"Kind of seems like a dumb law," Pat Cuomo said.
Dumb, Cuomo said, not because it's over reaching, but because he says it doesn't do enough.
"If you're going to ban texting, you should ban talking on the phone," Cuomo said.
Police Chief Jim Ott of Duncansville said he'd like to see it a little stricter.
"Go all the way and make it 100 percent hands-free use of a cell phone while operating a vehicle," Chief Ott said.
Ott said it will be difficult to enforce because officers will have to distinguish who is texting and who is dialing a number, which is legal to do.
"I can't imagine somebody is going to go to the steps of getting a search warrant," Chief Ott said.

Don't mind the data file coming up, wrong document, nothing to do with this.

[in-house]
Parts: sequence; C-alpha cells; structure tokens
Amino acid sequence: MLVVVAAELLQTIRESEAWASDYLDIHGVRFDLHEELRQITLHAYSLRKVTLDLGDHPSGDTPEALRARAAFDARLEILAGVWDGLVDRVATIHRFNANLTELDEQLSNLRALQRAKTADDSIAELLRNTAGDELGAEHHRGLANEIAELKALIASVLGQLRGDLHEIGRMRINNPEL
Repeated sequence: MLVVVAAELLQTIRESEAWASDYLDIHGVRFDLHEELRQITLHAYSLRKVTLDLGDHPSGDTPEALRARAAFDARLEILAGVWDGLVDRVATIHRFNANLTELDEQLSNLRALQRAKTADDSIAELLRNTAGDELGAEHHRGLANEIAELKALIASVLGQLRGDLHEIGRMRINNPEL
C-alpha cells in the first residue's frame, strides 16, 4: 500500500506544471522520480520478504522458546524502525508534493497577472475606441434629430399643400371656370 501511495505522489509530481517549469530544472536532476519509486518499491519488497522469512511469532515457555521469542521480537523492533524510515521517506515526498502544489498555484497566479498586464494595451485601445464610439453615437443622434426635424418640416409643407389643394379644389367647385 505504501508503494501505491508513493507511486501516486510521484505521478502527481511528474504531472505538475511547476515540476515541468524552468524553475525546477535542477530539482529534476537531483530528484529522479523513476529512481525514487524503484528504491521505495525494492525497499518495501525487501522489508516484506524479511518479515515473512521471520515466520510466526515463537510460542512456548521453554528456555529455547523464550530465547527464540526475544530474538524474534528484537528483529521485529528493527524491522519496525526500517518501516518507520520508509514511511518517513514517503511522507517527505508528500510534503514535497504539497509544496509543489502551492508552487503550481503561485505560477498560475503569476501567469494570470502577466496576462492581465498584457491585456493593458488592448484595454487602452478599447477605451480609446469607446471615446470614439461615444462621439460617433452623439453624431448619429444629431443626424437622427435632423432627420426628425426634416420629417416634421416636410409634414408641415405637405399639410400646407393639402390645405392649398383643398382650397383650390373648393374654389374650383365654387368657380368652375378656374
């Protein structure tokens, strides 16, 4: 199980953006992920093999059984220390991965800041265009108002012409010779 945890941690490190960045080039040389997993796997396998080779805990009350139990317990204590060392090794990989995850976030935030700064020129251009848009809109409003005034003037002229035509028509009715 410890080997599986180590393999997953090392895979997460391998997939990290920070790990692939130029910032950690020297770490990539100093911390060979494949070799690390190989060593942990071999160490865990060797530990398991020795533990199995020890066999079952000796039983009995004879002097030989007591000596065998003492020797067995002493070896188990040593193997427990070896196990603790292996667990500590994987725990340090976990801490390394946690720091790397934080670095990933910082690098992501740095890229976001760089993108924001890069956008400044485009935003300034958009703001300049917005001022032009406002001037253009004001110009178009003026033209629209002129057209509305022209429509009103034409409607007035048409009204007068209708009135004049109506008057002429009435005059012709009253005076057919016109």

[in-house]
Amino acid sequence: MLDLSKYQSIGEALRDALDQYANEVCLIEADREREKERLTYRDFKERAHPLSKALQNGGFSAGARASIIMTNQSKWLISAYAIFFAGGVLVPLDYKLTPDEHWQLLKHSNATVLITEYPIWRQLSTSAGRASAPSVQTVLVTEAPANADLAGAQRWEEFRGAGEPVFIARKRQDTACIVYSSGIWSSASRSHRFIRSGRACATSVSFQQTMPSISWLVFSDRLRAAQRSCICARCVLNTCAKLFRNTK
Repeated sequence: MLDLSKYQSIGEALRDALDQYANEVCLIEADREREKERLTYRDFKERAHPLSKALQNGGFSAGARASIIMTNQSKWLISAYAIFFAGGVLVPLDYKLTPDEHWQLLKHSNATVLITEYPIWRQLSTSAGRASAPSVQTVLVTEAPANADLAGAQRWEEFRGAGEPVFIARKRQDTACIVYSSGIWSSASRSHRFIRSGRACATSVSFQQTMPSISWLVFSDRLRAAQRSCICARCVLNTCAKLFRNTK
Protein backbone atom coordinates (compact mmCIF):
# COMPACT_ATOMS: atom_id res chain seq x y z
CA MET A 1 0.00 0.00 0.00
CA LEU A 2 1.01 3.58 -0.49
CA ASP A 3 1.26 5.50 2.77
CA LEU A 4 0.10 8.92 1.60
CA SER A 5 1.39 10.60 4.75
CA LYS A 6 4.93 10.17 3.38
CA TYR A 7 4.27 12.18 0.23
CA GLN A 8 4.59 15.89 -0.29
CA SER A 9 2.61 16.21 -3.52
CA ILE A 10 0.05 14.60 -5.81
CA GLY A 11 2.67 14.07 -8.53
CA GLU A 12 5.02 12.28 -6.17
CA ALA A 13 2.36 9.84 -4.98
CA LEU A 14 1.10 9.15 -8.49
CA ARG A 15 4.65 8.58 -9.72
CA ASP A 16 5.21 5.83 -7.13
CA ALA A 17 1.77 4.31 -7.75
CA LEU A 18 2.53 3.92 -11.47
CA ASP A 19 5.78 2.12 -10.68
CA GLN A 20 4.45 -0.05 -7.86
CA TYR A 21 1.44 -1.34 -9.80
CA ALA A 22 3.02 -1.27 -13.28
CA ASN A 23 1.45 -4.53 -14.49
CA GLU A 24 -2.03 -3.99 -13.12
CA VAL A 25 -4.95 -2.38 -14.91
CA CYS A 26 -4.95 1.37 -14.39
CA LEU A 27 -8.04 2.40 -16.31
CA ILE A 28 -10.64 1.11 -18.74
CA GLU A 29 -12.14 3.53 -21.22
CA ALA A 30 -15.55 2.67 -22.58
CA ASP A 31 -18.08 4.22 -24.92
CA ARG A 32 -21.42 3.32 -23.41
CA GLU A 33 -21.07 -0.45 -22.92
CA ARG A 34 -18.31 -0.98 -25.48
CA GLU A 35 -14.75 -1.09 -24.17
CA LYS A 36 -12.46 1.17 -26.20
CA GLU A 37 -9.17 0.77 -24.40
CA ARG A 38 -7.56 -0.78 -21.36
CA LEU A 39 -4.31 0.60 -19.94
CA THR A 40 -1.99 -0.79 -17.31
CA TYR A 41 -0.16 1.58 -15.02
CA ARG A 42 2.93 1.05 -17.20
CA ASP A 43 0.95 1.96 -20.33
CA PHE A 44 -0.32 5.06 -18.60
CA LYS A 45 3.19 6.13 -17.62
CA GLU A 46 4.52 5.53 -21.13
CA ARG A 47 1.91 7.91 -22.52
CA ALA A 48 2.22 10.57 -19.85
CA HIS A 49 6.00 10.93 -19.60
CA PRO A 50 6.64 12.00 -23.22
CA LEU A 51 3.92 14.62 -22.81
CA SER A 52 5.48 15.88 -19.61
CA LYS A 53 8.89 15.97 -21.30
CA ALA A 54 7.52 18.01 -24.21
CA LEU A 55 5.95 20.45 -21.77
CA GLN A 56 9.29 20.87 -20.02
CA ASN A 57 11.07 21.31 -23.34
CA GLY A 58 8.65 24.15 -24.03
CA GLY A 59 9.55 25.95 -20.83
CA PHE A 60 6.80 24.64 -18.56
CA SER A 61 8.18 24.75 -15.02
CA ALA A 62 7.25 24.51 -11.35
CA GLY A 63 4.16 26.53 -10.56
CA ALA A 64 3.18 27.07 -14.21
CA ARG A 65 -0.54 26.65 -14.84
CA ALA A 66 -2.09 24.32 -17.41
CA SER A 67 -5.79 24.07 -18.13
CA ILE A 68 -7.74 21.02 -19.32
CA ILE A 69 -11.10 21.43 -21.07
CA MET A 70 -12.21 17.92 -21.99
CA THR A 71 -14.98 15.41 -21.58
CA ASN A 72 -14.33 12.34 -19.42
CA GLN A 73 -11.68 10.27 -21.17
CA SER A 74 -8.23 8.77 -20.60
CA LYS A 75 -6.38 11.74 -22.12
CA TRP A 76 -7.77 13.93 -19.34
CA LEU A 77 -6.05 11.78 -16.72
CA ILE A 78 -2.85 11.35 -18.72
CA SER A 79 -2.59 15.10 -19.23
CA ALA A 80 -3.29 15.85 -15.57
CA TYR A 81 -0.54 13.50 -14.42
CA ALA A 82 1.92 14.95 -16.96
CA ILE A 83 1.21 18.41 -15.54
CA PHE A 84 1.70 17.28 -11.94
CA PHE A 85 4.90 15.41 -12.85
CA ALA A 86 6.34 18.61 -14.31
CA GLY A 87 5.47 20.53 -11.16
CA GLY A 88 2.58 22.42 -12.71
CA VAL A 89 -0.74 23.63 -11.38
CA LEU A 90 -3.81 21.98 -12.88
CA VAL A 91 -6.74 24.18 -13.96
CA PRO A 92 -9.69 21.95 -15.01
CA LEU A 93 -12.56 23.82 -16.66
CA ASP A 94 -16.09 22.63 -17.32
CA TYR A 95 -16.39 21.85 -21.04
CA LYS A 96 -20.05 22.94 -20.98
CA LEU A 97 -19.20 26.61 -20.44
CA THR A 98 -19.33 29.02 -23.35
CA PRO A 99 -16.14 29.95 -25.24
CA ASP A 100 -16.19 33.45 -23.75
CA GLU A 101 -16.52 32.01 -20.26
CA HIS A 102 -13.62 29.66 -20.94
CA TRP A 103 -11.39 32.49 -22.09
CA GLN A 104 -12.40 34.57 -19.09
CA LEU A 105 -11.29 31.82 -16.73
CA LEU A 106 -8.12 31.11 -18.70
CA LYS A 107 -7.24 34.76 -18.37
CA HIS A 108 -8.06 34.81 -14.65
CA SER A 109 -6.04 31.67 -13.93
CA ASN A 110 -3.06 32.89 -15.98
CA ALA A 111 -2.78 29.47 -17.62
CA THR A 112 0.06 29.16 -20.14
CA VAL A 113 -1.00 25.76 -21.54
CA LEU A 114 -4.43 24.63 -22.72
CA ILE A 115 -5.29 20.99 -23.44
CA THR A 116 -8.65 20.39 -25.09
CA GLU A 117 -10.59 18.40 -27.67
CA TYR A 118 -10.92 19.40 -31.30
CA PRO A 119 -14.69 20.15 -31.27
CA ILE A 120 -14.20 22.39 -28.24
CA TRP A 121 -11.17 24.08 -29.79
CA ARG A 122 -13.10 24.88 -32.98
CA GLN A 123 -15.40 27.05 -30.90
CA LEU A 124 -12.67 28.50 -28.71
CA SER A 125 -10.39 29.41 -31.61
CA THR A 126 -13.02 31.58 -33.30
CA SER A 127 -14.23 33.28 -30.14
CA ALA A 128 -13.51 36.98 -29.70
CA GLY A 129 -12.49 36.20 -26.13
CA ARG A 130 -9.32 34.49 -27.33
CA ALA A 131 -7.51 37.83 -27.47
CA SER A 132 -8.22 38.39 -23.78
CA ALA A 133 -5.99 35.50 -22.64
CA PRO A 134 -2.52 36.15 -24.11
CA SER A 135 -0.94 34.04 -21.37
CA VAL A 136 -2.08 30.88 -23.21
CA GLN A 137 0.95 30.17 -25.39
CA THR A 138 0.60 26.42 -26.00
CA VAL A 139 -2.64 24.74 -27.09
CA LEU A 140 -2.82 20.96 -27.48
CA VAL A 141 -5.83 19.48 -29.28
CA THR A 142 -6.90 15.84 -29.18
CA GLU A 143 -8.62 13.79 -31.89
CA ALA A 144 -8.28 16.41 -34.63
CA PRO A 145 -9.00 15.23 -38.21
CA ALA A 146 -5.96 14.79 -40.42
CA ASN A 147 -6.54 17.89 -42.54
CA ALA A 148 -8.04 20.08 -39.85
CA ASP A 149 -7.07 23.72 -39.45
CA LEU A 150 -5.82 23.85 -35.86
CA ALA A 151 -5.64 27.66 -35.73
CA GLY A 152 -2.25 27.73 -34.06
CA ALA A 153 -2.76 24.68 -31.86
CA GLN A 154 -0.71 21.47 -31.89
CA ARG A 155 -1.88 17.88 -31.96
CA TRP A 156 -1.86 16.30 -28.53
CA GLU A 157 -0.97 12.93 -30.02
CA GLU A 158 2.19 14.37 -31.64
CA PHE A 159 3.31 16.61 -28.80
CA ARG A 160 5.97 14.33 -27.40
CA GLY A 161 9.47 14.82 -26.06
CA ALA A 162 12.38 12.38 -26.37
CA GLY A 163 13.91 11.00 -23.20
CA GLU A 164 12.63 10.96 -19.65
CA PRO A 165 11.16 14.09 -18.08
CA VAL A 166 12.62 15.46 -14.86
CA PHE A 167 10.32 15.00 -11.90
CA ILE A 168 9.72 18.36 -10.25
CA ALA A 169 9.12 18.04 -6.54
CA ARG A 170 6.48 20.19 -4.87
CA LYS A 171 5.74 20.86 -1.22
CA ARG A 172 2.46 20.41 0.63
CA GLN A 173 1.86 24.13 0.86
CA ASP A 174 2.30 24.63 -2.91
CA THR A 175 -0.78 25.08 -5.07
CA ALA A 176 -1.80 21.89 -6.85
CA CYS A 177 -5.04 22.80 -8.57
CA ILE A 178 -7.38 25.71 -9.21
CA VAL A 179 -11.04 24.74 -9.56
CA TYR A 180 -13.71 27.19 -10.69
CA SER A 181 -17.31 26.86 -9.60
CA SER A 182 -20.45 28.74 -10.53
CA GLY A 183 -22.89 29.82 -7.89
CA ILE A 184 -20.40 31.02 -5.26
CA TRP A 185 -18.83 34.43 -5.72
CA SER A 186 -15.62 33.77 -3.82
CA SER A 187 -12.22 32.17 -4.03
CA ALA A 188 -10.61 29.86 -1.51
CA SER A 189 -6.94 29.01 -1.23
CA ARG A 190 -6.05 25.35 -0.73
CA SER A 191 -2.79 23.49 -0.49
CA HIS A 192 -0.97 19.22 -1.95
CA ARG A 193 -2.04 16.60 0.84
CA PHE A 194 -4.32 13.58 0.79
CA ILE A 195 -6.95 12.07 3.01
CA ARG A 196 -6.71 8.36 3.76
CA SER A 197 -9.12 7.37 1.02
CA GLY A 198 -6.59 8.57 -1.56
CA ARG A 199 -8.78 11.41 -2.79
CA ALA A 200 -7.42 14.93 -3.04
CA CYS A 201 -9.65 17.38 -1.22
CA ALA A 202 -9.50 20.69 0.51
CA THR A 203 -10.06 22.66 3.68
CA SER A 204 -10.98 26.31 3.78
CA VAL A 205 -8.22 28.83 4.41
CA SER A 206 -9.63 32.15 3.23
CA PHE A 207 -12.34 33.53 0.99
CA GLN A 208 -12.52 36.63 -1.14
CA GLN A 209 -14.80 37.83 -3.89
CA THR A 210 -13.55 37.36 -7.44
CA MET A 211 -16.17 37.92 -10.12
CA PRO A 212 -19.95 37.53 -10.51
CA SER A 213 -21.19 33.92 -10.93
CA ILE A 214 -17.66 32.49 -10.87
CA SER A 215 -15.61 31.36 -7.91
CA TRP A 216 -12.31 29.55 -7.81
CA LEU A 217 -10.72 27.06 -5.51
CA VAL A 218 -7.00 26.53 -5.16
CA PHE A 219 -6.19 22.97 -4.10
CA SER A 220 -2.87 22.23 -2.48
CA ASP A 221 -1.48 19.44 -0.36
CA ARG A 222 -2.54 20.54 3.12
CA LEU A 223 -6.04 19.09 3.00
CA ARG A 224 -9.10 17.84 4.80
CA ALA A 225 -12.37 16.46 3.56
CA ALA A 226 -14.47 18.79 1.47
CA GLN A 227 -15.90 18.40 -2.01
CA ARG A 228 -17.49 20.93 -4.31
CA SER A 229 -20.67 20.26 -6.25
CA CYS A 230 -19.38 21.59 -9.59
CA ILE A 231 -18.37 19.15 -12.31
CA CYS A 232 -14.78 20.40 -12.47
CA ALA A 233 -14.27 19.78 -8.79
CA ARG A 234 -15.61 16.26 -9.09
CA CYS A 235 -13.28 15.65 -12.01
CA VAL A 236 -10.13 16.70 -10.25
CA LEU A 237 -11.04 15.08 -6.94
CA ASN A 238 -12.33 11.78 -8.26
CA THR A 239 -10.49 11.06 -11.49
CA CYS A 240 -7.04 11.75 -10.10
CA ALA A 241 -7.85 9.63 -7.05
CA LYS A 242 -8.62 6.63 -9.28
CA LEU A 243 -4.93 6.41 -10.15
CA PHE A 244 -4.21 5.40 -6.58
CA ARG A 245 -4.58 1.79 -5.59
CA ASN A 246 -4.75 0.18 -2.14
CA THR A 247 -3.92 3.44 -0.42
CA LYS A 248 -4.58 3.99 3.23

Unless, of course, someone was injured or killed in a texting-related crash. A police officer can't legally just take your phone to see if you're lying.
"It's going to come down solely to what the officer observed and obviously the side of the road interview on the traffic stop," Chief Ott said.
The fine is $50. The fees tacked on make it about a $135 ticket.
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